· Artist Resume · Artist Statement · Artist Portfolio (10-20 images on a CD) · Workshop Proposal and Outline (detailed explanation of project, timeline/schedule, materials list)  
The proposed timeline for the events:
Spring  Semester (2015)          MARCH 12,13,14th 
· Thursday evening/artist public lecture & reception · Friday/artist workshop begins (@ 4 hours)/faculty dinner with the artist · Saturday/artist workshop concludes (@ 4 hours)
Deadline for submissions: July 31, 2014
2014/2015 Theme:”Imagine That! Creativity and Innovation.”
Art Mobile of Montanatours an educational art exhibit of Montana artists’ works throughout Montana each year, serving schools and community groups; providing presentations, discussions, and art lessons. See us at
Montana artists are encouraged to enter innovative art that piques the imagination, inspiring viewers to look at things in a different way. Art Mobile exhibits promote thoughtful discussion along with appreciation for ideas, craftsmanship, color, design, composition, creativity, and learning. All media accepted. These selectedartworks will be shown to thousands of students as well as community members of all ages. 
Guidelines and Criteria
  • Email a professional digital image of each piece to
  • 2-D art -24″ x 36″ or smaller -in traveling frames (simple and/or shopworn)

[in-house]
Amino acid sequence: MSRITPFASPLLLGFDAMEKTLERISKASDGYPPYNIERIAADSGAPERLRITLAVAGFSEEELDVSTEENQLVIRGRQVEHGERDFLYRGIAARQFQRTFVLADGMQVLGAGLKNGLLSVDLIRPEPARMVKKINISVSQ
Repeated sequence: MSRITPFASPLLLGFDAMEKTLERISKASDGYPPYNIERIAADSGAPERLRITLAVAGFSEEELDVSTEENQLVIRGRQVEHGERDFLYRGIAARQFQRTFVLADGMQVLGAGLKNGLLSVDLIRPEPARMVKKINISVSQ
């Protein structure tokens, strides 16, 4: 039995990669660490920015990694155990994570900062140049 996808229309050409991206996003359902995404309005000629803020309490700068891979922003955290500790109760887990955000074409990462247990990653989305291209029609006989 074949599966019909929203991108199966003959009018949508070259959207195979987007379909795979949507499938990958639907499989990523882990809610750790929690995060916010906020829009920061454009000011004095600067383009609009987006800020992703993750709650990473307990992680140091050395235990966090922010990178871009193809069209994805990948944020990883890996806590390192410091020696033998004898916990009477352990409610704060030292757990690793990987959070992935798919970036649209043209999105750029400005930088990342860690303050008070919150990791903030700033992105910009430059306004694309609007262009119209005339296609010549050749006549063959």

• 3-D art -18″ high or less
  • Include the following information: Dimensions, Medium, Title and Date made
  • 1) Artist’s name 2) Address 3) Phone number 4) email address 5) website, if have
  • Email your record of exhibitions
  • Take into account that the AMM is a traveling exhibit. We store the 2-D works in ‘Strong Boxes’ with 3 layers of foam. 3-D art is placed in bubble-wrap inside bins and placed in secure storage.
  • As an artist for the AMM you are encouraged to attend a presentation when we travel to your area to show and tell about your artwork and answer questions.
  • For each image chosen we require a thoughtful artist’s statementabout your art, including something about you to make our presentations interestingfor K-12.
  • Submit digital images and questions to Sara Colburn:
  • After reviewing the images the AMM Board makes a selection of about 30 works
Scottsdale, AZ